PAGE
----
Soviet Air Force Using Wide Range of Aircraft Types

First training photos show former fighter craft adapted to advanced instruction. Meanwhile. operational types indicate thoroughly modern design and construction methods.
Text of photo captions below:

This initial picture of Russian Air Force training base shows primary squadron members lined up for inspection before planes. Except for tandem seating and rudder shape, planes greatly resemble American-built Kinner Sportster of early 30s.

Maj B N Eremin signs letter of thanks to collective farm group which purchased fighter plane (apparently LAAG-1) for Red Air Force. Maj Eremin is credited with 7 enemy planes destroyed in single combat and 14 brought down during group battles. Note size of cannon (foreground) mounted in wing.

Advanced Red Air Force flying schools use the I-16B Super Mosca, a two-place version of famed Mosca which was utilized extensively by Loyalists during Spanish Civil War. Original I-16, powered by 630-hp M-25 engine, had top speed of 280 mph.

Maj Eremin takes off from unmarked air base on first operational flight in aforementioned fighter plane bought by collective farm.

First flight photo of DB-7 (sometimes called TB-7) long-range four-engine bombers. They have 8,000-lb bomb capacity and are reported to be type participating on recent raids against Germany. This is craft in which Foreign Commissar Molotov flew from Moscow to London and Washington. Note gun turret in rear of inboard engine nacelle, which also houses retractable landing gear and carries radiators for two engines.

Red Air Force bomber crews at temporary headquarters being briefed just before setting out on mission against Nazis in Western Russia. Note panels of aircraft photographs on wall behind briefing officer. They are used as constant reminders and as aids for recognizing type of planes — both friendly and enemy — likely to be encountered in that theater of operations. Note also rather wide range of ages represented by combat crews shown.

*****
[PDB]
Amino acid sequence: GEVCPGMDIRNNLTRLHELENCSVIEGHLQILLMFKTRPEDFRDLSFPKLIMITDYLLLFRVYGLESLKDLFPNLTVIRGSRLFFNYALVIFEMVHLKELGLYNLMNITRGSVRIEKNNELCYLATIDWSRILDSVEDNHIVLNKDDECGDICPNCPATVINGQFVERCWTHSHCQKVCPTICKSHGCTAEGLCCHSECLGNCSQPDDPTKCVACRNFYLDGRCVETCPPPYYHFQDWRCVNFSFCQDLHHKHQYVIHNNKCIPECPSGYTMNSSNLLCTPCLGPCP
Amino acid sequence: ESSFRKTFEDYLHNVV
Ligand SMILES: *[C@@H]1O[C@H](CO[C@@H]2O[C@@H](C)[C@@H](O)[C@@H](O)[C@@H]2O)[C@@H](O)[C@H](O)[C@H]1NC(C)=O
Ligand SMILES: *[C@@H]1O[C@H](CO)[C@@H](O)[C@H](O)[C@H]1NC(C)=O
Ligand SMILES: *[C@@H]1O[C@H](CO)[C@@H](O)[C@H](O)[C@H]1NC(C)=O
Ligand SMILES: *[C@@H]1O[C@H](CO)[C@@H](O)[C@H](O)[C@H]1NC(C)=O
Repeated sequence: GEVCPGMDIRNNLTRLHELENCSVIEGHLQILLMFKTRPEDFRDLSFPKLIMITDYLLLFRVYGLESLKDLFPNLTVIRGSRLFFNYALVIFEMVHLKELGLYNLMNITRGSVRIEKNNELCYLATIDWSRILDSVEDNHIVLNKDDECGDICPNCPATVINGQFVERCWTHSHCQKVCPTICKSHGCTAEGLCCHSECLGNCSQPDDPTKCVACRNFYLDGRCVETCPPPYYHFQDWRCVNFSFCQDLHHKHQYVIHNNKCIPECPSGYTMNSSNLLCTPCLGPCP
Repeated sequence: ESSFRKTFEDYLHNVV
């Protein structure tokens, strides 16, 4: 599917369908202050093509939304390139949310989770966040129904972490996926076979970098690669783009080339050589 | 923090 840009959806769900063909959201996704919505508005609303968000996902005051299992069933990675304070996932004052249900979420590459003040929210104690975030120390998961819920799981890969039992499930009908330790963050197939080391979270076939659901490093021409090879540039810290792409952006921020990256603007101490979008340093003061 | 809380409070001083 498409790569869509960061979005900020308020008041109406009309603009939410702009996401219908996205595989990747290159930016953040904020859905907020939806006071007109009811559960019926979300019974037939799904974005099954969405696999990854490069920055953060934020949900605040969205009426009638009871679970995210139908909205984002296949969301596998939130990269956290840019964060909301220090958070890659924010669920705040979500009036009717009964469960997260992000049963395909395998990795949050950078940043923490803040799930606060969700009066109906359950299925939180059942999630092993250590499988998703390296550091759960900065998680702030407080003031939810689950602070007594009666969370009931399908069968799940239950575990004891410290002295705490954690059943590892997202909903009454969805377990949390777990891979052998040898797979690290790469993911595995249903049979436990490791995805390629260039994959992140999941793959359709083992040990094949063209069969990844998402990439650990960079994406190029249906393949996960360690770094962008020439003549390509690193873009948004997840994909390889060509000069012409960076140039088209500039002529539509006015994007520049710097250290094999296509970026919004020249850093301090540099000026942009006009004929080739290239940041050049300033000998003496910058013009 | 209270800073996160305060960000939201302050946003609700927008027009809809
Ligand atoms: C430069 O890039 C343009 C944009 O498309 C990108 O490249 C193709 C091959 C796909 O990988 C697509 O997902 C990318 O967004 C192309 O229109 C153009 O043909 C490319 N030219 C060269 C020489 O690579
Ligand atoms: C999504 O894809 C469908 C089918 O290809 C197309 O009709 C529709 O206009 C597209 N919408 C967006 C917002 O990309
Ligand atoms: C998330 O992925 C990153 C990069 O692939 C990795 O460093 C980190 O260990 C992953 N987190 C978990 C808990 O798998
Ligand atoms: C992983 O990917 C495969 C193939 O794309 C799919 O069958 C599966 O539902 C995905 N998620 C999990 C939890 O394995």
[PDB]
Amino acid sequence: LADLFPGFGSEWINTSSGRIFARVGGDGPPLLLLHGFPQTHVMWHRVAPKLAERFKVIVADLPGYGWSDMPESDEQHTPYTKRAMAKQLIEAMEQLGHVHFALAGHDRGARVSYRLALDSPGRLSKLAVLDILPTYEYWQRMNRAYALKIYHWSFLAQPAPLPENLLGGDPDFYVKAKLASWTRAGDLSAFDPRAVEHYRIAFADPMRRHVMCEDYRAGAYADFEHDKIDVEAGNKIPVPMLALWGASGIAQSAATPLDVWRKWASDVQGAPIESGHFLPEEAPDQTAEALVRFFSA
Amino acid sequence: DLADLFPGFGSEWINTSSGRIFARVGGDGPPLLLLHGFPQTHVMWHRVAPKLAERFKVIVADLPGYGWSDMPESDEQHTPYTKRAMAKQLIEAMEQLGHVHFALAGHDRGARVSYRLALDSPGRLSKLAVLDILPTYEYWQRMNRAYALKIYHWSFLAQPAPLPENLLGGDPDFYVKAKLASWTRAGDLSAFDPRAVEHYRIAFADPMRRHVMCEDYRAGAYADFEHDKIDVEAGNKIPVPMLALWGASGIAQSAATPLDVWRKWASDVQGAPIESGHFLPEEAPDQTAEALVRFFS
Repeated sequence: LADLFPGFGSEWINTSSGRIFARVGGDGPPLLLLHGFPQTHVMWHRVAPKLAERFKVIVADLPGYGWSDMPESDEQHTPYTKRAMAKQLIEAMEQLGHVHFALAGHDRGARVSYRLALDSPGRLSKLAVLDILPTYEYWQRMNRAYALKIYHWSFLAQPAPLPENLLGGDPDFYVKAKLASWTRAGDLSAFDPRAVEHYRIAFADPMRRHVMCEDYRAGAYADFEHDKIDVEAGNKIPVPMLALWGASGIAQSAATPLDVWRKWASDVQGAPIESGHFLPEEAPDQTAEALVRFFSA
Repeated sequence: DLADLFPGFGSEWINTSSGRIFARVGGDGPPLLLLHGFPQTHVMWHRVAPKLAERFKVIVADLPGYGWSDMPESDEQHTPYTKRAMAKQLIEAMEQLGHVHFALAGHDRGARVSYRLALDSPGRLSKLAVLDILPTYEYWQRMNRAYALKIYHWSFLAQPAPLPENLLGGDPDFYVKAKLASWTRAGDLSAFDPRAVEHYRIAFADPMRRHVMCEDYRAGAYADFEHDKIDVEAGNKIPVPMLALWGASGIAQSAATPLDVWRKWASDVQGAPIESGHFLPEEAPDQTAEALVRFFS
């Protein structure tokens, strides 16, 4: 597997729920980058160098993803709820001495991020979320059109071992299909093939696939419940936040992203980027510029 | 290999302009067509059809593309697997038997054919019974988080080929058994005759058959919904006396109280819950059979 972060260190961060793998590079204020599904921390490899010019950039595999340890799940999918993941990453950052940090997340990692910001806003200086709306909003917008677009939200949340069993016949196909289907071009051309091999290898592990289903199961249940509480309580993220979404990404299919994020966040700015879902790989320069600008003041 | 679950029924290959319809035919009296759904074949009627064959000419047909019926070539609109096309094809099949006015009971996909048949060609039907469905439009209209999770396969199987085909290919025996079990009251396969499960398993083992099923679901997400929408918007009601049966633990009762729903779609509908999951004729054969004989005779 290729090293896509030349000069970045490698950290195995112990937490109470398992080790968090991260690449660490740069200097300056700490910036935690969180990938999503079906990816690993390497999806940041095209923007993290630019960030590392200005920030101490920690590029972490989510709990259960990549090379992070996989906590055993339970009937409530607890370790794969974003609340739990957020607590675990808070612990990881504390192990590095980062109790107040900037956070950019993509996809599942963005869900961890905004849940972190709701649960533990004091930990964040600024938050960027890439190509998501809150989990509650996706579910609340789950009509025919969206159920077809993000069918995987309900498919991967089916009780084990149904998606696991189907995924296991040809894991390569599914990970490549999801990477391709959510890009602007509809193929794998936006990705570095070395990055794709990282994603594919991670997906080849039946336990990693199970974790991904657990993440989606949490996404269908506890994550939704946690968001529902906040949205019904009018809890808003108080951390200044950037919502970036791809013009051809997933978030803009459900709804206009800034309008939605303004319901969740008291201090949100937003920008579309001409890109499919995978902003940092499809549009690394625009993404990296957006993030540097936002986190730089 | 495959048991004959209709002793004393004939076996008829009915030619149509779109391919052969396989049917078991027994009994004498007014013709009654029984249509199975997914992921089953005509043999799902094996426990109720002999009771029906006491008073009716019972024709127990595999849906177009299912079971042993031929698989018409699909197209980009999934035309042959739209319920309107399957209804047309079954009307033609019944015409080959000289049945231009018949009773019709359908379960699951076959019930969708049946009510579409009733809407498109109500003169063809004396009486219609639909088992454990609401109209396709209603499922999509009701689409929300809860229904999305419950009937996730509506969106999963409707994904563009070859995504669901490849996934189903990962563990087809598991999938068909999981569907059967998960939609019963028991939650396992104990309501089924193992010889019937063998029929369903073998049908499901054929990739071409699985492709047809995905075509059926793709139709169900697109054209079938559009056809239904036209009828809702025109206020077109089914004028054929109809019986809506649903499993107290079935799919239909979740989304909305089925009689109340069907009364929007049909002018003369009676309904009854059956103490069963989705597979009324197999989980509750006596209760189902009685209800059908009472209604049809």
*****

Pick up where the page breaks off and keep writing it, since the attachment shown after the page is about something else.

At signal from ground operations officer at left, crews start takeoff run in PE-2s, three-place combination bomber and ground attack craft. M-105 Hispano-Suiza 1,300-hp engines give PE-2 better than 300-mph top speed. "Airport" is merely large cleared field without runways or extensive building facilities, with trees surrounding base providing cover for plane dispersal.

Squadron of YAK-4s, twin-engine reconnaissance bombers, heads toward setting sun on bombing mission. Designed by Ilyuchin, craft is powered by two liquid-cooled Hispano-Suiza engines of 1,150 hp, has top speed of 315 mph. Construction embodies use of both metal and plywood, a practice followed extensively by Russian designers. Note heavy-caliber machine gun protruding aft from bottom of fuselage, conforming to modern armament requirements.

Russian pilots eagerly inspect newly-arrived American built Douglas A-20s, large numbers of which have been delivered to Soviets. A-20 is one of most highly regarded of United States planes now being used by Soviets. Unofficial reports say one of Red Air Force pilots' favorite tricks is to take off, retract wheels, and immediately go into slow roll.


This pictorial article was originally published in the July, 1943, issue of Aviation magazine, vol 42, no 7, pp 229-230.
The article includes 9 photos.
Photos credited to Sovfoto.